You’ve probably eaten anchovies before, no matter how much you insist that these wonderful little fish are just not your scene. “Most people don’t realize they’ve eaten it in many dishes, the most obvious being the Caesar salad,” Sandy Davisnew york chef Roxo Events, told HuffPost. “Even commercial brands of Caesar dressing contain anchovies.”
But can such a small ingredient make a difference in a dish? Yes, let’s say the chefs. “They add the perfect umami exclamation point to so many dishes,” chef and TV personality André Zimmern mentioned.
“Anchovies are that ingredient that gives sauces a I do not know whatfrom puttanesca pasta to green goddess dressing to olive tapenade,” said Rick Mace, owner and executive chef of Tropical Smokehouse in West Palm Beach, Florida.
“They offer a deep salty flavor that can’t quite be replicated,” said Stephanie Barrett, executive chef at the Cambridge, Massachusetts restaurant. Alden and Harlowadding that anchovies can make a difference even if they only play a small part in a dish.
Robin SeldeChief Executive and Managing Partner of Marcia Selden Caterer, said using high-quality anchovies can “add incredible flavor without being fishy.”
Anchovies are delicious and Good for you
As delicious as anchovies are, it can be hard to believe they have a good nutritional story too. “It’s a fatty fish that contains omega-3 fatty acids EPA and DHA,” Registered Dietitian Nutritionist Amy Gorin says HuffPost. “Since 60% of the building blocks of the brain are made up of fat, it is essential to keep the brain supplied with DHA and EPA. Even better, these omega-3s are also great for heart health.”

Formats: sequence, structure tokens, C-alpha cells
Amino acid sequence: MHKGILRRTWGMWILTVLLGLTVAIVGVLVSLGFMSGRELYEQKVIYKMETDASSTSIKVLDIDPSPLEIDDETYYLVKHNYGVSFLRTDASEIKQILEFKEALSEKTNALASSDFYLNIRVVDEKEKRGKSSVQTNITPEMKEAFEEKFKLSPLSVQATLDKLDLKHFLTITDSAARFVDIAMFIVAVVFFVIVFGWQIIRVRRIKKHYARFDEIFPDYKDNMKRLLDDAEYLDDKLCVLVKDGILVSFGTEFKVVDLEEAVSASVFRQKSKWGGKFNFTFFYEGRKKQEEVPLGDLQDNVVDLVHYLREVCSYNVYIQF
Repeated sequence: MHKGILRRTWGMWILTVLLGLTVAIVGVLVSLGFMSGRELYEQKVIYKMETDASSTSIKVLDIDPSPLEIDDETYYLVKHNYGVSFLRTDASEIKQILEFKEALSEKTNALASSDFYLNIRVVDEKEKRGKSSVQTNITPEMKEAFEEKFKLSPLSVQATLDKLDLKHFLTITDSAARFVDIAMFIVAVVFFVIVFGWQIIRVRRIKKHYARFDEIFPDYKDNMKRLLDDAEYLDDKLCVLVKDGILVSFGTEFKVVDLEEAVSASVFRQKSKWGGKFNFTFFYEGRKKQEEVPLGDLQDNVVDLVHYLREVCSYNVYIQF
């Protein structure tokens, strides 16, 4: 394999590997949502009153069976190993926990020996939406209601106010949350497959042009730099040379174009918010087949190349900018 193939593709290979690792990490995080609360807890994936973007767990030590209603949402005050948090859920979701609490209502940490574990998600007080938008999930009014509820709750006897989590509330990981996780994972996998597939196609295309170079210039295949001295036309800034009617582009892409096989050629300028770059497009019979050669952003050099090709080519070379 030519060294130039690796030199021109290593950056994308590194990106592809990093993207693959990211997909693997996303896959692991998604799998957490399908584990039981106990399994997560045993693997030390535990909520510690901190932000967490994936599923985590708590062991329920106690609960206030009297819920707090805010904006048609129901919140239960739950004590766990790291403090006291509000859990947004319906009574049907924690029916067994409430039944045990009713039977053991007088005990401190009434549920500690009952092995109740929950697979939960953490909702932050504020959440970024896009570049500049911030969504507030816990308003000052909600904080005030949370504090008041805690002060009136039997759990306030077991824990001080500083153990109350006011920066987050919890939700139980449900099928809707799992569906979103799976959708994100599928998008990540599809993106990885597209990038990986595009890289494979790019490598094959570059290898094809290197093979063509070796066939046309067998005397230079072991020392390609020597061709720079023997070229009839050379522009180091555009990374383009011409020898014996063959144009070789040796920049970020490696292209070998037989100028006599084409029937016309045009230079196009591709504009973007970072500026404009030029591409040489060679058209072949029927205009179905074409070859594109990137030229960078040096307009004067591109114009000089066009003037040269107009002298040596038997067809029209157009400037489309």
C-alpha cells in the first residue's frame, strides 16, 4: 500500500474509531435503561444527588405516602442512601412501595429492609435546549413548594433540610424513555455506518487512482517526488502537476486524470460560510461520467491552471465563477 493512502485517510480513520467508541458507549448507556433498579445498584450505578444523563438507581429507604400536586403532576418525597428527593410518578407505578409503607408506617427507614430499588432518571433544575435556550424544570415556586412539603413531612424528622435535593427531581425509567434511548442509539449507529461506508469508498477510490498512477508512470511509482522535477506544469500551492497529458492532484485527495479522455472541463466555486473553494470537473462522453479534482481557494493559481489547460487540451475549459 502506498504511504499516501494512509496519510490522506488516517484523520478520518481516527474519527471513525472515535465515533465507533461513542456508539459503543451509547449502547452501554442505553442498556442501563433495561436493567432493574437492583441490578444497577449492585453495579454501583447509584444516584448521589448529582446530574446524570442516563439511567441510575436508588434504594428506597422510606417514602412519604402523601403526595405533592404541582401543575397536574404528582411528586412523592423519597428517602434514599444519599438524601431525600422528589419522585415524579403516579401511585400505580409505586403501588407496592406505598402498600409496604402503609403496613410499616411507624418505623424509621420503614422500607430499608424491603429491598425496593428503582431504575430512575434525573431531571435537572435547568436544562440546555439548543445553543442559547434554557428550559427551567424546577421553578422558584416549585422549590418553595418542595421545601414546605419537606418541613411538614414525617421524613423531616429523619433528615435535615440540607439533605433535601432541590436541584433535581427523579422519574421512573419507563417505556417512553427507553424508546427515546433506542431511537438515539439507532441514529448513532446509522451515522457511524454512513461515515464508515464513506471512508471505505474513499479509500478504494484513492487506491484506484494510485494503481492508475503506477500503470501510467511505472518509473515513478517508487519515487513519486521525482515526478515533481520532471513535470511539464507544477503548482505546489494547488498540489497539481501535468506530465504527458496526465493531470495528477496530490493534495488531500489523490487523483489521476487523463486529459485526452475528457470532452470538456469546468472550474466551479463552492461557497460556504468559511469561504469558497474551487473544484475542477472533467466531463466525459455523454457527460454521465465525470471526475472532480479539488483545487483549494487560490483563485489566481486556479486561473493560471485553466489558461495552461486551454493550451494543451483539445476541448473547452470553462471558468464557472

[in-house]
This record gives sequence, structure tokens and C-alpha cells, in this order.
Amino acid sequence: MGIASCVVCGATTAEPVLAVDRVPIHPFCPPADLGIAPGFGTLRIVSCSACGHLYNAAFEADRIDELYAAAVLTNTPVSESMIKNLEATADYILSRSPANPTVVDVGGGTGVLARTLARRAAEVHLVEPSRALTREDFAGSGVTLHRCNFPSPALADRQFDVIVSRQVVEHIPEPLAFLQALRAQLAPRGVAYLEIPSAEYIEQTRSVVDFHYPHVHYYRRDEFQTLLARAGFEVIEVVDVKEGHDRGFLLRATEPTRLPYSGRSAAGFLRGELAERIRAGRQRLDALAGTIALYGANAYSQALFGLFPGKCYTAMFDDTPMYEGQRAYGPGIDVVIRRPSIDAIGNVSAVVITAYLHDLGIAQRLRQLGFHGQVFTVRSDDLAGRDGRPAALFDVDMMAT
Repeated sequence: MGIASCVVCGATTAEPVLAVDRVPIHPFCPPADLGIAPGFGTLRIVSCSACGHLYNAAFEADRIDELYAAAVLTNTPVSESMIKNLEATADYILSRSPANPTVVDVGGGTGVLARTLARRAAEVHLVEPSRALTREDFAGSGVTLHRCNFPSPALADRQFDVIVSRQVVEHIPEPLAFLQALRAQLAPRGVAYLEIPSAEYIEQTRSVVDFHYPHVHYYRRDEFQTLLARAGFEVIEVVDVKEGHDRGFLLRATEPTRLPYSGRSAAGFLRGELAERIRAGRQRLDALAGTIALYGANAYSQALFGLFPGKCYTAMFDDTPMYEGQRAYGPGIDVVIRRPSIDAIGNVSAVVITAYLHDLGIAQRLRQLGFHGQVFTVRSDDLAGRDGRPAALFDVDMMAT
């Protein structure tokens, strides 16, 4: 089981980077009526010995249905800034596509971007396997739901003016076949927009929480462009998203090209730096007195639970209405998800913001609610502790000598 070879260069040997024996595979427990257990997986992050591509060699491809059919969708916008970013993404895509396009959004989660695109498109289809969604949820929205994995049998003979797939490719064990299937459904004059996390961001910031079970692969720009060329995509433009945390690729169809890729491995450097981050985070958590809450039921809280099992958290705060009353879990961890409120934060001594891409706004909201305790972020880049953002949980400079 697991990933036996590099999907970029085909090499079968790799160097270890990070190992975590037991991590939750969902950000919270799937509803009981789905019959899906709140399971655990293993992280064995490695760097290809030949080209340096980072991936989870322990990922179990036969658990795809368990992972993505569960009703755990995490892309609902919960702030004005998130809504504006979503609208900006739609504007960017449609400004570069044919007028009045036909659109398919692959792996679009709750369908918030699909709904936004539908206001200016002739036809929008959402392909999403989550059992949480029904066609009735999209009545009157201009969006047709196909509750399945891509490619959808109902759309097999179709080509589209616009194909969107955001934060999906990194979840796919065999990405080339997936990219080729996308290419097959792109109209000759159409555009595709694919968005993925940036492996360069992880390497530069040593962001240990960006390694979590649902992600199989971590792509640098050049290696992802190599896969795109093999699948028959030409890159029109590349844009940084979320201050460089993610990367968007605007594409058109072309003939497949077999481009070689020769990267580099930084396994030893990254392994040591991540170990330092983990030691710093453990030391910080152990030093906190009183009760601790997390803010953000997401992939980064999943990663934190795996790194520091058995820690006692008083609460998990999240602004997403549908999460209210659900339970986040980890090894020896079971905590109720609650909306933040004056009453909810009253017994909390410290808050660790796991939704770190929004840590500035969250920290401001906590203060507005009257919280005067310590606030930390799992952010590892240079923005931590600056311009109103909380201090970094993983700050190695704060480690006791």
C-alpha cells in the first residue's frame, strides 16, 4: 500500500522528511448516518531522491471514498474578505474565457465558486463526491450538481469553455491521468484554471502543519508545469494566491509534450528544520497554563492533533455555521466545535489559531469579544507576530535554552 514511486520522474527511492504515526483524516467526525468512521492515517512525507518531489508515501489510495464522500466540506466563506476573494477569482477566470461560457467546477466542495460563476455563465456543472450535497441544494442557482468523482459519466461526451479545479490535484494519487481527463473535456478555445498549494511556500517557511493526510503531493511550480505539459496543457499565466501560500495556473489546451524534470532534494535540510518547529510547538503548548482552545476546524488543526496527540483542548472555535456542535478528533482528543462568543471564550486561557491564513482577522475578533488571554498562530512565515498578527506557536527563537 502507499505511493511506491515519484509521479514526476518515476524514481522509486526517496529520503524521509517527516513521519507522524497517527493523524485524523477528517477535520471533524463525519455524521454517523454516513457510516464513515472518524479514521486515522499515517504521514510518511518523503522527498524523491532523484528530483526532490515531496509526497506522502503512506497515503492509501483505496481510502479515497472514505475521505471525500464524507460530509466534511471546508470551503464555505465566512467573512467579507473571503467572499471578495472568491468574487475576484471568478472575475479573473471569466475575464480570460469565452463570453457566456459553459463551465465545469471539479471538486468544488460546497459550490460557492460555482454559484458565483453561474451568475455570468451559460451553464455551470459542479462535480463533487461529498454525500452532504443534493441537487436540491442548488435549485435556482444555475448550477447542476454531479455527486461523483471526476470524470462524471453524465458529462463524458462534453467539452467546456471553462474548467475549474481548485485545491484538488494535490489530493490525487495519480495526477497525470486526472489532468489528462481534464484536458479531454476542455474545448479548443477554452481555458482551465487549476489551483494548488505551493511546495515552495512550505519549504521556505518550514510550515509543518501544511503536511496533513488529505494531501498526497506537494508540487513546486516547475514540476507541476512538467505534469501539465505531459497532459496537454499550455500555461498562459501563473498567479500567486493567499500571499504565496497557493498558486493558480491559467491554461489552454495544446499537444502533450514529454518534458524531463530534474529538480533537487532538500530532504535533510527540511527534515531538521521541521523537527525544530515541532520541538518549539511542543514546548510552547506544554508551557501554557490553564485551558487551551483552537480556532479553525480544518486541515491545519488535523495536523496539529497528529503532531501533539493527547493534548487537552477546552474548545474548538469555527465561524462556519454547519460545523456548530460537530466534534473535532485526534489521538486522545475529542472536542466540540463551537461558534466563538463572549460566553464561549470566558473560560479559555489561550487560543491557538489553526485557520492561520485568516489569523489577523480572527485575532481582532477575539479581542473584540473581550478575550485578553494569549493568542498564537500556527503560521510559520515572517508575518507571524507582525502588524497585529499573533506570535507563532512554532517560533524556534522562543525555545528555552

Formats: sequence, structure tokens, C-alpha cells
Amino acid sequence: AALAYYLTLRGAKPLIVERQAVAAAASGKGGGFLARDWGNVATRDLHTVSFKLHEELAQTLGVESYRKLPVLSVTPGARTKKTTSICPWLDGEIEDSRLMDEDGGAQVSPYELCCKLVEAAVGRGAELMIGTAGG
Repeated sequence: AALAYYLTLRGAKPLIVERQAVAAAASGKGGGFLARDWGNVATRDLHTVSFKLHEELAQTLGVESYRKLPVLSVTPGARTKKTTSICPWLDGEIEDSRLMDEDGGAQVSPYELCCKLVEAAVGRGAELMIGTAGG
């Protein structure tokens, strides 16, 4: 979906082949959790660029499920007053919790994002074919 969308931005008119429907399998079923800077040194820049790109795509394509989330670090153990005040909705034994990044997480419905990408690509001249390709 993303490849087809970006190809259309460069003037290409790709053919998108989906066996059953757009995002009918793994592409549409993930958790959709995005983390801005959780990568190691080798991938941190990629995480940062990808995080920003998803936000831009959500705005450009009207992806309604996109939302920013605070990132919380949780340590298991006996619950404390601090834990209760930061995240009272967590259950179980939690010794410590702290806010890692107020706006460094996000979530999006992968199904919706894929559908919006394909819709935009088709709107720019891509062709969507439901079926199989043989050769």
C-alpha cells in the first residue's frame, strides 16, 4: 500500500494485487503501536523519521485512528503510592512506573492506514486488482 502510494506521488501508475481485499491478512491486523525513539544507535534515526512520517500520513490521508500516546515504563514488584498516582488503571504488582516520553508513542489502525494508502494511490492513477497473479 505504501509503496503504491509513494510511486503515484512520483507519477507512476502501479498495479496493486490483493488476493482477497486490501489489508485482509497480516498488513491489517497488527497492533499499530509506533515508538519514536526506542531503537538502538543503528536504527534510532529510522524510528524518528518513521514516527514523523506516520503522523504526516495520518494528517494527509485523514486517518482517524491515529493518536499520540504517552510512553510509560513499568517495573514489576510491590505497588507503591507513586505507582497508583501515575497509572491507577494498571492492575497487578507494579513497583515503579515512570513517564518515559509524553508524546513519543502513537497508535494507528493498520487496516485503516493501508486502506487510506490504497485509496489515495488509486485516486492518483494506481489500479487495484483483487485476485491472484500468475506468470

“As a nutritional wellness chef, I focus on foods that are right for you,” chef Marshall O’Brien says HuffPost. “Anchovies are a great example. They are a rich source of the B vitamins niacin, riboflavin, and vitamin B-12, which play an important role in energy production, digestion, and building cell membranes.
“Anchovies are carb-free and high in protein, healthy fats and iron,” said Miami’s Executive Chef Mikel Goikolea. Leku. “They help keep your vision, bones and cellular repair in harmony.”
10 ways experts use anchovies in their cooking
“I cook them in tomato sauce, like a puttanesca, until they almost dissolve. It imbues the dish with a mysterious longing and depth of flavor. – Karen Akunowicz, Fox and the Knife
“For our signature onion dip, we use caramelized onions and garlic, then add anchovies, and that kicks the flavors through the roof.” — Stephanie Barrett, Alden & Harlow
“I top the steaks with a tangy mustard sauce made with caramelized onions, sherry, parsley, thyme, mustard, lemon juice, two dried anchovies, butter, salt and pepper. . The anchovies melt into the sauce and combine with the browned bits loosened from the bottom of the steak pan. ― Amanda Frankeny, Registered Dietitian and Nutritionist
“There is only one way to enjoy a good anchovy – plain, finished with superior extra virgin olive oil and a good crusty bread. Nothing beats this simple pleasure. – Mikel Goikolea, Léku
“One of my favorite snacks is a rice cracker with a little mayonnaise, sauerkraut and mashed anchovies on top. It’s fire!” ― Brian Nasajon, Becher & Gray